The Golden Rule of Employee Handbooks: Say What You Mean and Mean What You Say

By Steve Dunn


With over 20+ years representing employers, I have reviewed more employee handbooks than I care to remember. I have seen it all, from a hodgepodge of stapled sheets to stylish published booklets and everything in between. A good handbook can be an employer’s best friend, serving as an informational resource for employees and backing up an employer’s actions when they are challenged in court. There are few things more reassuring to an employment lawyer than learning the client handled things precisely in accordance with its clearly stated policy.


Over the years, I developed a few simple rules for drafting and reviewing handbooks to ensure they are helpful and effective. The most important one by far is to say what you mean and mean what you say. It is essential for employment policies to accurately describe how the company actually operates. And then, in turn, for the company to operate according to what its policies describe.


You might be surprised how many employers find policies on the internet and adopt them as their own because they think they “look good.” But a good handbook is not something to be admired for its beauty like a painting in a museum. It must guide and reflect the company in its actual operation.


One common disconnect occurs when the policy describes a complex and formal workflow when, in real life, employees take a more casual approach because it is easier. I had a client once whose handbook provided for a multi-step performance review process involving numerous assessments and interviews occurring annually on the anniversary of the employee’s hire date. Maybe they had done it that way in the past, but by the time I reviewed the handbook, performance reviews consisted of one conversation with a manager, usually conducted all at once in July because business was slow. Either approach is perfectly fine, but the policy needs to match up with reality.


Another common mistake is to impose unrealistic workplace rules. One handbook I reviewed included a provision stating, “Personal use of Company telephones and computers is strictly prohibited.” Really? This might have come as news to the dozens of employees in the company’s highly competitive fantasy football leagues. Or to everyone who listened to the VP of Sales plan the construction of his mountain house all summer on speakerphone. When I asked about the policy, I was told the company understood employees had to do some personal business at work but wanted to make sure it did not get out of hand. No problem! Let’s just say what we mean. We went with, “Excessive personal use of Company telephones or computers may result in disciplinary action up to and including termination of employment.”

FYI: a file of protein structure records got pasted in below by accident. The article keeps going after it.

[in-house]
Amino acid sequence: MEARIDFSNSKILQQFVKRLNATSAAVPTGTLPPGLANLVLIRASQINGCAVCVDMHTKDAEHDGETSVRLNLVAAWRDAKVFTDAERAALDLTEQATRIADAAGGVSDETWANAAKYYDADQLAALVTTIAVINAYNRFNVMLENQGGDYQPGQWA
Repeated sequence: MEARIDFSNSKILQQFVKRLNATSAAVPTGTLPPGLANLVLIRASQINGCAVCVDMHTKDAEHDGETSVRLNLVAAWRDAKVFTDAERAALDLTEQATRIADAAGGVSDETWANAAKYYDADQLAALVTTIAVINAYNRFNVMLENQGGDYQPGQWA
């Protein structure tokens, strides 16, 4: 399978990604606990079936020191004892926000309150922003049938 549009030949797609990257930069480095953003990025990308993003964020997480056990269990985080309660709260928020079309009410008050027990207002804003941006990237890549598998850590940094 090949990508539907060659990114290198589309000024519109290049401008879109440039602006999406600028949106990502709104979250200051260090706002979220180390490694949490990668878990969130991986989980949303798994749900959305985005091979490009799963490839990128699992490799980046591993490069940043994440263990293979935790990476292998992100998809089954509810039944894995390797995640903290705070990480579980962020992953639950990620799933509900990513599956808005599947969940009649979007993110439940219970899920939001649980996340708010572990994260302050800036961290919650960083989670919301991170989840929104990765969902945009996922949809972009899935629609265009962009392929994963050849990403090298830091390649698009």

Some companies like to use the handbook as a venue for extolling its own virtues or bragging about how generously it treats its employees. Some of this is OK, but a little goes a long way. I frequently recommend toning down statements like “we treat our employees like family” or “we will immediately address employee concerns with the utmost integrity and care.” I will long remember having to listen while opposing counsel had a field day cross-examining a well-intentioned business owner on whether her actions reflected the “utmost” integrity and care when, for our purposes, the normal amount was sufficient.


Every company is unique. There is no single “right” way to run a business and no canned set of policies that will apply in every instance. While the many considerations in drafting employee handbooks are beyond the scope of this article, the most important is to say what you mean and mean what you say.



Before devoting himself to dispute resolution full-time in 2019, Steve Dunn practiced employment law in Charlotte for over 20 years. His practice included FLSA, wage and hour, trade secrets, non-competes, and all forms of employment discrimination. Representing diverse clients from individual executives to Fortune 500 companies, Steve worked in industries including financial services, education, manufacturing, technology, construction, marketing, retail, and motorsports.


As a mediator, Steve is persistent and engaged, tirelessly advocating for resolution before, during, and after the mediation.